About a month ago, one of my favorite journalists tweeted that she had just made a Clubhouse account. Since I’d never heard the name before, I shrugged it off, not thinking much of it.
A couple of weeks later, I saw more posts about the app begin to pop up on my LinkedIn and Twitter feeds, all from people in a wide variety of industries. It piqued my curiosity, so I began to investigate.
Here’s what I found out: It’s essentially an app where there are various “rooms” that each house a conversation. There are many rooms speaking about a multitude of topics at any given time on the app, and there are moderators for each of these rooms so they don’t get out of control. The most unique aspect of the app is that it’s voice-based, meaning it’s like you’re on a conference call with the other people in the room. The New York Times offers a helpful explainer if you’d like a deeper dive.
Here’s what one of those rooms looks like in the app:
When I first tried to create an account, I was told I’d have to wait to have a profile on the app. While some users may find this annoying, it demonstrated that the team is being very intentional about the growth of their app and wants to scale the right way. I had to wait for a friend who already had an account to invite me, which only ended up taking an hour or so. The anticipation made me more excited to get in there and start exploring!
There’s something about hearing other people’s voices that makes the app feel a lot more intimate than reading their thoughts. The personalities of the different influencers and thought-leaders shine through more clearly in the Clubhouse conversations, and it feels like a real-time podcast episode.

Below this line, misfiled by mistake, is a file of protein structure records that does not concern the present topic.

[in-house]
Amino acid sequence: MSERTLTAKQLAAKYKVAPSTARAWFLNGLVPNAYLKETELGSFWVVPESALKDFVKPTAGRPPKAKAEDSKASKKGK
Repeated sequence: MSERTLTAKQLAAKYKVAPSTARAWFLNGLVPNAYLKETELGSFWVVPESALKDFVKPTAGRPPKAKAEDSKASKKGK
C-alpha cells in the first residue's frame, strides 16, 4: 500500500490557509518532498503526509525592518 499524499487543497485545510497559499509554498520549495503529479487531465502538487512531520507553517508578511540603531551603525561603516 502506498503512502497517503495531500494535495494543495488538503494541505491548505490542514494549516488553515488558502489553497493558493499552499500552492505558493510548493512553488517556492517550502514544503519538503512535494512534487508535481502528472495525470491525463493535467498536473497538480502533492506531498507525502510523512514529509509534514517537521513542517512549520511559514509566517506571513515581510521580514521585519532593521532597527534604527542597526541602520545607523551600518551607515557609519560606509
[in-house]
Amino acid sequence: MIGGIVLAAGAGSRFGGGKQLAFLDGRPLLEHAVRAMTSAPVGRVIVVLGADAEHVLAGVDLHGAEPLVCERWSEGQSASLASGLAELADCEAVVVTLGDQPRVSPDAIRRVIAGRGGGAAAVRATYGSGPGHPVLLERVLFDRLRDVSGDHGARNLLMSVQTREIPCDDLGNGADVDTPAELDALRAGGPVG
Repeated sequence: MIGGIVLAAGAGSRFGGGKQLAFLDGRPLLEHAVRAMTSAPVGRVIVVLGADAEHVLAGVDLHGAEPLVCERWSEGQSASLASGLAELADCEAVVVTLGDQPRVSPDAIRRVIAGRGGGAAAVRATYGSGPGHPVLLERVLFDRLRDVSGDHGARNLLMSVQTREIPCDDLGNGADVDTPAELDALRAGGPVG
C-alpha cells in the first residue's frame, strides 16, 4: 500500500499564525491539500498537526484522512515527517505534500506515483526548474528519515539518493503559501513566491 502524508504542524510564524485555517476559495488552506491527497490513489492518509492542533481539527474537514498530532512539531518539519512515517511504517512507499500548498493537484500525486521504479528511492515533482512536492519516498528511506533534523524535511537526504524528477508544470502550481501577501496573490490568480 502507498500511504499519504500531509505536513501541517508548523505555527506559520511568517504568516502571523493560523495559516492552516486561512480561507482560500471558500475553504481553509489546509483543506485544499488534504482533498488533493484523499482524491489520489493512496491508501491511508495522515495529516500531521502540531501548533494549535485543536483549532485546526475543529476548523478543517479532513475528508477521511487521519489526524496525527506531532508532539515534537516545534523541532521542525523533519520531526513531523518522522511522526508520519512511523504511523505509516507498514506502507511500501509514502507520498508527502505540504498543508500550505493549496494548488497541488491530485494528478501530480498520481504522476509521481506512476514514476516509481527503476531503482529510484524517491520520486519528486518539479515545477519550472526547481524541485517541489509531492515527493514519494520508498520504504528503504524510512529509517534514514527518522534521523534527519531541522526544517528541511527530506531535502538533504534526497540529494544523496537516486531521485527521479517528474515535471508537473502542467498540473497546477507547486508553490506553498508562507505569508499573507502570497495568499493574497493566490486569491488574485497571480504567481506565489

Once you’re in a room, it’s very intuitive to navigate around and click into the speakers’ profiles to learn more about what they do and why they’re here. It’s also easy to follow the speakers’ other social media handles since they can integrate their Twitter and Instagram into their Clubhouse profiles. This creates a great cross-promotional marketing opportunity, which is illustrated in this Medium article, where the author spoke in a room for 3-4 minutes and, once he was done, saw that he’d gained 40 followers on Clubhouse and 10 new followers on Instagram and Twitter.
You can put your phone in your pocket and listen, so you don’t have to actively have the app open in order to hear the conversations. This makes it easier to listen to the speakers in the background as you’re doing other things and makes it feel more like a podcast.
Anytime a conversation occurs that pertains to a topic you’re following, the app sends you a push notification. Since there are always so many conversations happening at once, the push notifications became overwhelming. I ended up having to turn them off. The catch here is that if you turn off the notifications, it’s challenging to know when there’s a conversation taking place that might be interesting to you.
The app can feel like a conference call sometimes, where people will sometimes talk over each other and the timing is off. I don’t really want to feel like I’m on a conference call after a full day of remote work.
It’s challenging to explore new topics and rooms that may be of interest to you. I’m sure they’ll work this out as the app matures, but the experience includes tedious scrolling through myriad ongoing conversations until I can find something that I might enjoy. There should be something like an “Explore” page or various topic-filtered pages, but, alas, these don’t exist on Clubhouse yet.
Overall, I’m interested to see how Clubhouse evolves as more people join the app, and think it poses an interesting new opportunity for marketers as they look to get prospective customers more invested in their brand. What are your thoughts? Message us on LinkedIn or Twitter to let us know!